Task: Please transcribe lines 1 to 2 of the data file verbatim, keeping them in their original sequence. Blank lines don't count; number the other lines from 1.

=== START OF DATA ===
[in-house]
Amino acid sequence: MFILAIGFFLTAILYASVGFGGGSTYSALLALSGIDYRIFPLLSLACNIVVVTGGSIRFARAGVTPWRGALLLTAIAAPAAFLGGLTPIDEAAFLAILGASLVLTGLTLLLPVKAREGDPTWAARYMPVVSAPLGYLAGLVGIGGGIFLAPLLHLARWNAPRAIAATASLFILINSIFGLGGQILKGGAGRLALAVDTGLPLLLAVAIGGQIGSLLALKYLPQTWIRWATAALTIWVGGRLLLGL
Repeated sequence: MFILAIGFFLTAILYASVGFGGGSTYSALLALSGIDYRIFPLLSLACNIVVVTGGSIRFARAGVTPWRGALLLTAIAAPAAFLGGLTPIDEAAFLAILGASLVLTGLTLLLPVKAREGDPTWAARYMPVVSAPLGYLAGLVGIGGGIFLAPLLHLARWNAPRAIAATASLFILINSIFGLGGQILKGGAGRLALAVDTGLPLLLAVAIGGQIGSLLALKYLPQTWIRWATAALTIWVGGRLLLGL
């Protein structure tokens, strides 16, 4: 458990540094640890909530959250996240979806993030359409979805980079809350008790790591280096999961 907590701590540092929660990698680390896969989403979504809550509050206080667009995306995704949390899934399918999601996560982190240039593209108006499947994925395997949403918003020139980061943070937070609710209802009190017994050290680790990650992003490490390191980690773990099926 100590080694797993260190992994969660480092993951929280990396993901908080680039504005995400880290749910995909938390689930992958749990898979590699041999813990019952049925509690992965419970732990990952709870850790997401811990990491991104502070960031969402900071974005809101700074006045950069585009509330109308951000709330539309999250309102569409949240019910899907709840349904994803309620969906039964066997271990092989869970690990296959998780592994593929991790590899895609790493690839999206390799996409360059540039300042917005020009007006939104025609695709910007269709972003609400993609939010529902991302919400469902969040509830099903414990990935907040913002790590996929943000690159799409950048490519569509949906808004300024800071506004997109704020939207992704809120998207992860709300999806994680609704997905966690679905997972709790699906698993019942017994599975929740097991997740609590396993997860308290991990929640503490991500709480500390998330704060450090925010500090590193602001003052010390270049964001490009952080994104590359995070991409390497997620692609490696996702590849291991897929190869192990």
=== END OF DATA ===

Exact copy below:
[in-house]
Amino acid sequence: MFILAIGFFLTAILYASVGFGGGSTYSALLALSGIDYRIFPLLSLACNIVVVTGGSIRFARAGVTPWRGALLLTAIAAPAAFLGGLTPIDEAAFLAILGASLVLTGLTLLLPVKAREGDPTWAARYMPVVSAPLGYLAGLVGIGGGIFLAPLLHLARWNAPRAIAATASLFILINSIFGLGGQILKGGAGRLALAVDTGLPLLLAVAIGGQIGSLLALKYLPQTWIRWATAALTIWVGGRLLLGL